I saw this new film last week with friends. None of us knew much about the film, it had just opened, but it was Nico, about whom good books have been written, and who sang three songs on the first Velvet Underground album (the banana one). We knew that Lou Reed hated her, that Andy Warhol added her to his house band perversely, and our favorite song of hers was a cover of Jackson Browne’s melancholy These Days. Rael thought the trailer was a stinker.
But the movie was very good. Most notably, Trine Dyrholm acts and sings as if she’s living the part of the mordant junkie who can’t help but talk about how she feels and why she lives. But the movie makes excellent narrative choices that pile up, like leading with Nico’s These Days, and then moving on to her much broader music made in an atmosphere of chaos and imprecision.
This review on Slate by Carl Wilson does a good job of explaining the film, and puts it into the context of many other movie bio pix that don’t follow the form of Ray and Walk the Line. Read that, see the movie, and I’ll leave you with this. Not a spoiler, but a game changer in the film’s narrative, surprisingly enough.
This is another one h/t to the Dean of American Rock Critics, though he didn’t plug this song. I found it on the YouTube.
These guys are old and weird. The first two songs of theirs I listened to were called Gloria, and this one, which was once a Who song. Neither was a cover.
They skew to the indie side of rock, but I’ve put this clip on repeat. I liked them at first hear. They sound like they need to do this more than anything. That’s enough for now. Maybe more later.’
Clever video. But simple.
Simple song. But maybe clever. The lyrics seem to show a dark murder ballad, though I didn’t get that on first listen.
Whatever. Somehow this cute video and folkish trad song has scored 44 million plays on YouTube. That’s huge, it is real money, and it comes from Canadians into bluegrass, even if the music isn’t bound by genre exactly.
More power to them. This isn’t rock, but if these folks can earn green on this fine but totally uncommercial song, I’d say they’re successful remnants.
Also, good title and band name. Especially for northerners. Maybe not as good as The Band.
Apparently there’s a new Residents doc.
The Residents were/are a band I always wished I liked more. This is one of their defining moments. If nothing else, one could never call The Residents unoriginal or boring.
I’m halfway through this elpee on YouTube, listening at top volume while editing the biographical info of quarterbacks for the Fantasy Football Guide. Blame Hank and Co. for any errors.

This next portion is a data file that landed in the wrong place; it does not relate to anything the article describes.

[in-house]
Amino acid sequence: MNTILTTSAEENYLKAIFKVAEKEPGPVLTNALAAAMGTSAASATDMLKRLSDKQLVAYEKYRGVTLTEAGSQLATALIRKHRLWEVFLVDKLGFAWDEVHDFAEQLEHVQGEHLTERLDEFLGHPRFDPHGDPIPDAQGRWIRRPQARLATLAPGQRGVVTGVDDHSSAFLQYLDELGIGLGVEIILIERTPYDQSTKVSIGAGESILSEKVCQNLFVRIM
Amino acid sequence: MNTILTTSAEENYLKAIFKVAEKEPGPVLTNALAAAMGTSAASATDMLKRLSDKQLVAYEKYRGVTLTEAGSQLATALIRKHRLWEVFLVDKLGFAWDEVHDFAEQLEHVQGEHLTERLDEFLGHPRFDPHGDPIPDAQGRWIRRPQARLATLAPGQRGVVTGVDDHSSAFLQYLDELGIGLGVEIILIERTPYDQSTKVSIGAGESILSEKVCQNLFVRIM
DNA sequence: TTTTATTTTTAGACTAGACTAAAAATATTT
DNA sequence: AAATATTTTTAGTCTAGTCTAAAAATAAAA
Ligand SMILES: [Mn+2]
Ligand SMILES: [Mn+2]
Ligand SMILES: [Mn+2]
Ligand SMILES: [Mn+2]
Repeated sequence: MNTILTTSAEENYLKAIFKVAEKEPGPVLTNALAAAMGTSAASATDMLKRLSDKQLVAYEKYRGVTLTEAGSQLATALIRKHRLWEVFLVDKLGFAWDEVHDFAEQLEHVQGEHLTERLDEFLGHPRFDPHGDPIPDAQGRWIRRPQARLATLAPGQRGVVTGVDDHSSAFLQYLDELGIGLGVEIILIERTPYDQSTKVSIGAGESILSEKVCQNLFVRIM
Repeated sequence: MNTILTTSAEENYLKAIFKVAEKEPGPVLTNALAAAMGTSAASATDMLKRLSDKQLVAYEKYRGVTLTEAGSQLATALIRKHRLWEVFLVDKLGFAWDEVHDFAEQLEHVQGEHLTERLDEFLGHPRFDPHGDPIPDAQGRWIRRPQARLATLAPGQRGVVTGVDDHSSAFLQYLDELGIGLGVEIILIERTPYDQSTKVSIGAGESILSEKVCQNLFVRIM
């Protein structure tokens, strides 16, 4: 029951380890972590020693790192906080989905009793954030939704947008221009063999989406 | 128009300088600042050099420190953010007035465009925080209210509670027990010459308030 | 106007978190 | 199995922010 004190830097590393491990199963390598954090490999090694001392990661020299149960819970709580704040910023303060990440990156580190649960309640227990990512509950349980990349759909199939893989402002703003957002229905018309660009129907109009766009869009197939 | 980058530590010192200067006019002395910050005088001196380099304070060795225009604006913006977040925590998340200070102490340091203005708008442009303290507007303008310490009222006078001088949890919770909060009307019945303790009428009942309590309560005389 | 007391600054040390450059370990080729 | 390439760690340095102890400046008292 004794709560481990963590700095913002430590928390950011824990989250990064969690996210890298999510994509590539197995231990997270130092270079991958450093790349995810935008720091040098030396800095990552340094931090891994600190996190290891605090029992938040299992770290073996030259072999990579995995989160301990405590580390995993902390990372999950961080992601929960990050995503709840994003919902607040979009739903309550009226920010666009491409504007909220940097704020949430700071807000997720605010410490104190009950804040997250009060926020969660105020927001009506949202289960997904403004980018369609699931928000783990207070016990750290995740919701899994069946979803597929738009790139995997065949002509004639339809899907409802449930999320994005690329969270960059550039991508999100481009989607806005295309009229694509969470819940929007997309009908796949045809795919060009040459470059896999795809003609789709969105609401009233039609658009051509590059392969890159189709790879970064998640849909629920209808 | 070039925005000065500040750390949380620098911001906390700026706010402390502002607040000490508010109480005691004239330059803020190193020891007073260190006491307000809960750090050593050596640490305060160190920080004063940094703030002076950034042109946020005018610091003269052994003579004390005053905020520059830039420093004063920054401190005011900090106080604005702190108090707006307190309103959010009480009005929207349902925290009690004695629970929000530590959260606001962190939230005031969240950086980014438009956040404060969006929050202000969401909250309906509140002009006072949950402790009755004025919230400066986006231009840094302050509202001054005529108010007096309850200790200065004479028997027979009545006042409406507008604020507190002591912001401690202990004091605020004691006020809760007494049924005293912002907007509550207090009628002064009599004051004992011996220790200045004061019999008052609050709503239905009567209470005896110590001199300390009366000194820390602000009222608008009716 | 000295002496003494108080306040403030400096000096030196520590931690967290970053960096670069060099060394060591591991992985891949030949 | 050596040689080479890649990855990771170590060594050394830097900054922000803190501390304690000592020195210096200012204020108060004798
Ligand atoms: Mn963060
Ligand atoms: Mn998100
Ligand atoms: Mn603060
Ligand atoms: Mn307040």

There aren’t many modern punk bands that grab me, but this is clangorous driving rock n roll, a little garage-y, with some fun song ideas a la the first and second wave of bands with ugly album covers. These guys have that, too. But they don’t sound derivative so much as inspired to make their own noise. So they do!
I think this is their first album. The second one is called Stay Home, or it could be the other way around.
The version of this song you may know, by the Four Seasons, is a gorgeous slow burn, though a version by the Walker Brothers that has a touch of Merseybeat baked in was a bigger hit.
This version was recorded first, and it punks it up, as Gene might say, in a Spectorish way. The common denominator is Bob Crewe, who wrote the song with Bob Guadio, and whose record labels released both versions.
Yesterday’s post about Blackball lead to this Andulucian punk band. I love this music, because it starts with the Clash’s London Calling as its aesthetic baseline.
If I lived in Andsalucia/a>, I bet it would hit more notes for me. For me, the Clash hit the same notes more immediately, because of the English thing mostly. Home is where the heart is.
But maybe you should listen to the whole thing. It’s really good, if a bit familiar.
North Carolina punk band. Good one, in its way. For some reason the vocals are buried way under the rock. If you turn it up you can almost imagine the growl as you watch the singer front the band in the video. And yes, she uses that unappealing hardcore growl. You can hear it in other videos of the band, and not miss it here.
This is a fantastic tune by Peter Perrett, the singer songwriter at the heart of the Only Ones. This is by his 1996 band, the One, and was released on an elpee also called Woke Up Sticky.
It makes total sense that between their like (love?) of drugs, their romantic perspectives (cut by jaundice), mastery of classic rock tropes, and ability to twist them to their visions, Perrett and Johnny Thunder would bond.
Dug out Thin Lizzy’s Live And Dangerous for my driving around time today. Toward the end of it, I heard Phil Lynott say something like “Huey Lewis on harmonica.” I was like, “Can’t be.”
It can. This clip isn’t the Live And Dangerous tune, but it proves the fact.